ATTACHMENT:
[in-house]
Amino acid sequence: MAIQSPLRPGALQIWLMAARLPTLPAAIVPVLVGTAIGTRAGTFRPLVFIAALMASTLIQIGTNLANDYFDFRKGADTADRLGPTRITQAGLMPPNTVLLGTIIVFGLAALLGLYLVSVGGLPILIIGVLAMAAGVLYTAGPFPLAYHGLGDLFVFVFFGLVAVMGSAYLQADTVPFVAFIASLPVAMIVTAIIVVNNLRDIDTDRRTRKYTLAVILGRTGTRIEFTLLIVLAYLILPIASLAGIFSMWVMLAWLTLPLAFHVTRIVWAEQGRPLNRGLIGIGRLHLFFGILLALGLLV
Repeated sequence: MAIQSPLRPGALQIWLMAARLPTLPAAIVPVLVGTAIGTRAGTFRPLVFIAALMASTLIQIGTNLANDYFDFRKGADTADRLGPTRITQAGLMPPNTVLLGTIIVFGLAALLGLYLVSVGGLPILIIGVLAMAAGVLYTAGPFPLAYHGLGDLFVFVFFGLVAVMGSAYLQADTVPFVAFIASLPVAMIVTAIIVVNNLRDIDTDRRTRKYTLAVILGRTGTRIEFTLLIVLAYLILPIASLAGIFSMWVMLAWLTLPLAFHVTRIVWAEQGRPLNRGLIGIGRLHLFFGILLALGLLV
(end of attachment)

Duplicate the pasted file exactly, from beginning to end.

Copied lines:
[in-house]
Amino acid sequence: MAIQSPLRPGALQIWLMAARLPTLPAAIVPVLVGTAIGTRAGTFRPLVFIAALMASTLIQIGTNLANDYFDFRKGADTADRLGPTRITQAGLMPPNTVLLGTIIVFGLAALLGLYLVSVGGLPILIIGVLAMAAGVLYTAGPFPLAYHGLGDLFVFVFFGLVAVMGSAYLQADTVPFVAFIASLPVAMIVTAIIVVNNLRDIDTDRRTRKYTLAVILGRTGTRIEFTLLIVLAYLILPIASLAGIFSMWVMLAWLTLPLAFHVTRIVWAEQGRPLNRGLIGIGRLHLFFGILLALGLLV
Repeated sequence: MAIQSPLRPGALQIWLMAARLPTLPAAIVPVLVGTAIGTRAGTFRPLVFIAALMASTLIQIGTNLANDYFDFRKGADTADRLGPTRITQAGLMPPNTVLLGTIIVFGLAALLGLYLVSVGGLPILIIGVLAMAAGVLYTAGPFPLAYHGLGDLFVFVFFGLVAVMGSAYLQADTVPFVAFIASLPVAMIVTAIIVVNNLRDIDTDRRTRKYTLAVILGRTGTRIEFTLLIVLAYLILPIASLAGIFSMWVMLAWLTLPLAFHVTRIVWAEQGRPLNRGLIGIGRLHLFFGILLALGLLV